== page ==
Recently TFE touched upon the idea of Free Agency beginning after the NFL draft in April. Of course this won’t happen as the window of opportunity has come and gone with the signing of the new 10 year CBA between the National Football League and the NFL Players Association (Union).
As it stands, Free Agency begins March 13th and a frenzy of signing usually commences thereafter. There’ll be talented players available for the taking later in the process, but by and large the top acquisitions will be snatched up immediately. Theoretically, a large portion of a club’s Free Agent budget should go towards keeping its own players off the market by signing rising young talent to lucrative contract extensions. This the result of years of development on the club’s part in exchange for consistent on and off the field performance from the player.
After all, isn’t that idea? Doesn’t the path to success in the NFL travel directly through drafting top college prospects and nurturing them through your system? As they grow within the culture of your club, they ultimately earn the right to bigger and better paydays than perhaps what a 4th round rookie contract brought four years earlier?
But the current system has it all backwards. Free Agency commences prior to the draft. Pressure to improve and bolster the chances of winning in the fall is felt immediately at the start of the spring. Fans and media begin penciling in would be NFL Free Agents and filling up the depth chart. Coaches and GM’s feel the demands of adding various pieces to the puzzle NOW in lieu of being labeled “cheap” down the road.
Agents understand these timely burdens on the front office and are able to leverage more cash from the club that just can’t wait for delayed opportunities. So the big money is thrown out at the franchise Wide Receiver, lockdown Defensive Corner or impenetrable Offensive Tackle. “Who knows what’s going to be available in the draft?” But aren’t these the biggest checks a club will write throughout the year? Shouldn’t a club know ALL aspects of their team before doing so?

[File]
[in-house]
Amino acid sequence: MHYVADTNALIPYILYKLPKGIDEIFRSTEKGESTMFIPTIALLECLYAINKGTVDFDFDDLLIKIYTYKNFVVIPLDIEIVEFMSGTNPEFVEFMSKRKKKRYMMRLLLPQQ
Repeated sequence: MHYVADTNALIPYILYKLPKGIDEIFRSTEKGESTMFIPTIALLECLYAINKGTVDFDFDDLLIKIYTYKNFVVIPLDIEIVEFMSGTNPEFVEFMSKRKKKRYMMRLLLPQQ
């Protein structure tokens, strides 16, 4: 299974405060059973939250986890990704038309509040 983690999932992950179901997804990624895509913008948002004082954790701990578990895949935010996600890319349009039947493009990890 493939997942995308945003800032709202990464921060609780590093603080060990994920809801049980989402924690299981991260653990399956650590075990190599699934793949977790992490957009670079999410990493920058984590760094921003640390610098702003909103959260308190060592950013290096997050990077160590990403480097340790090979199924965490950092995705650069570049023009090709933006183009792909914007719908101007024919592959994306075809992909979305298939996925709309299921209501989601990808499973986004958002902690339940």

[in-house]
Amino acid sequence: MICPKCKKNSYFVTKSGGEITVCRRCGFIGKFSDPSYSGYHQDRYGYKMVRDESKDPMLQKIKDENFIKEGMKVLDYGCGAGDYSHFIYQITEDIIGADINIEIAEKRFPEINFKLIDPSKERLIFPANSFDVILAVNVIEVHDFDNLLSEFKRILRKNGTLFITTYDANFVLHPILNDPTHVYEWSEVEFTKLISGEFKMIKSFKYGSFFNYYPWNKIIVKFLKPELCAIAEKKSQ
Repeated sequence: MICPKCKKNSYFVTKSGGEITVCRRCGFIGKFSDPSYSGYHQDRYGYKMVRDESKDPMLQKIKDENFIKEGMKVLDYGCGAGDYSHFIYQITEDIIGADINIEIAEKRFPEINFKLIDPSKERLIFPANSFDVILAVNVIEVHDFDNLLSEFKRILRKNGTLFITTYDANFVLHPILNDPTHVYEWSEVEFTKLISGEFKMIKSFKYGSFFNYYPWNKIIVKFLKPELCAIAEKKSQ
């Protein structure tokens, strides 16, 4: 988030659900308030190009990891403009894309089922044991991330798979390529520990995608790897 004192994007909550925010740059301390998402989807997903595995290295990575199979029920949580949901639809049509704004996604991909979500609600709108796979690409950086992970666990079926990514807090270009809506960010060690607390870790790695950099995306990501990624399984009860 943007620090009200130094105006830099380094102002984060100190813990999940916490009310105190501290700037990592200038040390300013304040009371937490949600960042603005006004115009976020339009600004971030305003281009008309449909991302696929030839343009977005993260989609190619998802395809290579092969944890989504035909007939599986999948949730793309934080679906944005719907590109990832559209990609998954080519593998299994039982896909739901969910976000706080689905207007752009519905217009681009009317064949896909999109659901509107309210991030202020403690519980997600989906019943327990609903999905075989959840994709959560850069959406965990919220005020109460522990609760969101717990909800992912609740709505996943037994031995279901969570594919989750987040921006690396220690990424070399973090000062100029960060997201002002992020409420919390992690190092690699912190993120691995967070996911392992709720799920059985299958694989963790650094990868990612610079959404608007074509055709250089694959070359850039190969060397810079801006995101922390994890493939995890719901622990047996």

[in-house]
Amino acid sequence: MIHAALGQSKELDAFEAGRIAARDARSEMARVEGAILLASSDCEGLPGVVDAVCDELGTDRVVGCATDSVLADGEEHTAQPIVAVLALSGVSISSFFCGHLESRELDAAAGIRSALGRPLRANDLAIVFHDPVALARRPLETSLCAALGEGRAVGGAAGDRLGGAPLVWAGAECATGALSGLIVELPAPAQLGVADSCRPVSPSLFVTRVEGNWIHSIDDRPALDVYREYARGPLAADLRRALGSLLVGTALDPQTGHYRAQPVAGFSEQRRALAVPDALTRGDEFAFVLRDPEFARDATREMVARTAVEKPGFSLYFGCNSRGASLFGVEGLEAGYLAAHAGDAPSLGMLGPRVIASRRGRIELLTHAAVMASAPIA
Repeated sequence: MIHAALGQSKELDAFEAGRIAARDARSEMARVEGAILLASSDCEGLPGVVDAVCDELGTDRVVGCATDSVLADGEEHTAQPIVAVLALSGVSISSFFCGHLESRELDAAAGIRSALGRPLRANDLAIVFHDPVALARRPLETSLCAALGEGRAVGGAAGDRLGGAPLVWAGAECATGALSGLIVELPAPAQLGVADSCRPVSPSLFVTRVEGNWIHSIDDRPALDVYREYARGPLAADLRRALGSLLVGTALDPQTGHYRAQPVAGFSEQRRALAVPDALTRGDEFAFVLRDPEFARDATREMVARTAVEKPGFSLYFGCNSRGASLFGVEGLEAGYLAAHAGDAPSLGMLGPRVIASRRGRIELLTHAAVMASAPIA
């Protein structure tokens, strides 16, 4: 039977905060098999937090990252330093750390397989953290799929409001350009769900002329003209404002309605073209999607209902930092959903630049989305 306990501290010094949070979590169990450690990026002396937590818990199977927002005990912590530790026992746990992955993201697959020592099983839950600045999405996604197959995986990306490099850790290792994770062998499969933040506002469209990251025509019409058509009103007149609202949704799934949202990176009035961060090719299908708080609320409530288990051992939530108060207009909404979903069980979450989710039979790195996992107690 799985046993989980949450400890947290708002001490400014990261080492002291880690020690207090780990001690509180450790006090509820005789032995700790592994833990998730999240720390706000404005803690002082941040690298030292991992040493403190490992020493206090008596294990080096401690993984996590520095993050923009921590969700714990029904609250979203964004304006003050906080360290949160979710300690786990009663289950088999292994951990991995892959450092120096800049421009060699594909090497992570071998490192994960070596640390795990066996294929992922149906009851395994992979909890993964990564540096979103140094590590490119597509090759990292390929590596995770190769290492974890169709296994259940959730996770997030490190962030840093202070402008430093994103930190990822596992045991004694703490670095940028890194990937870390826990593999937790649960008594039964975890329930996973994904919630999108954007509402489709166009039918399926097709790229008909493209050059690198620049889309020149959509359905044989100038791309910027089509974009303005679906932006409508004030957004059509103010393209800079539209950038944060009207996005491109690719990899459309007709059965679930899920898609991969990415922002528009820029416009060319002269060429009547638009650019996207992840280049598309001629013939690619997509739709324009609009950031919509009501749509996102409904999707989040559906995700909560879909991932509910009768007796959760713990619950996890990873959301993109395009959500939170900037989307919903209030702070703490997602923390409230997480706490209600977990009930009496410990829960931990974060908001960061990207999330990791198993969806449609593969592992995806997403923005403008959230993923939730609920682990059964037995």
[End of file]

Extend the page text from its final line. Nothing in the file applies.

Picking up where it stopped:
How it SHOULD work
That’s exactly the point. With the draft moved ahead of Free Agency, clubs would be afforded the opportunity to build through youthful potential before spending money on past production. The new CBA has tempered the out of control rookie contracts that were making the upper rounds difficult to absorb. Now clubs can afford to draft the best player, capable of helping the team early and not break the bank doing so.
Nothing would please a GM more than to unexpectedly see a dominant rush end fall to his pick, versus getting locked in a bidding war to lure a veteran free agent in at inflated numbers. Such a scenario allows for more judicious decision making on the part of GM’s and Coaches. Free Agency would be the closing pieces to the tinkering of a roster, rather than the foundation of a quick fix rebuilding effort.
But in today’s NFL the pressure of “What have you done for me lately” and “Win now” can be so overwhelming and competitive that inevitably bad deals get made under bad circumstances. Without strong overriding leadership at the top of the front office, factions will continue to look for the upfront fix to roster building and the NFL draft will be left as the “spackle” for the cracks.
Having your cake and…
Why do we speak out of both sides of our mouths as an industry? Why do we clamor for clubs to draft and develop, yet at the same time show enough aggression on the market to escape the label of “tightfisted”? Because players and their agents want it both ways. They long fought for the “strike it rich” moment of being drafted in the first two or three rounds and then immediately began looking to “greener pastures” through free agency.
They want the top dollars going to veterans, yet chide clubs for their poor decisions in the process. The NFLPA wants it this way. They want the money spent upfront first. They want their membership to reap the rewards of “time in service” through profitable NFL Free Agent contracts.
As a result the pressure remains on the clubs; wait until the NFL draft and you’re CHEAP, load up on NFL free agents and you’re STUPID.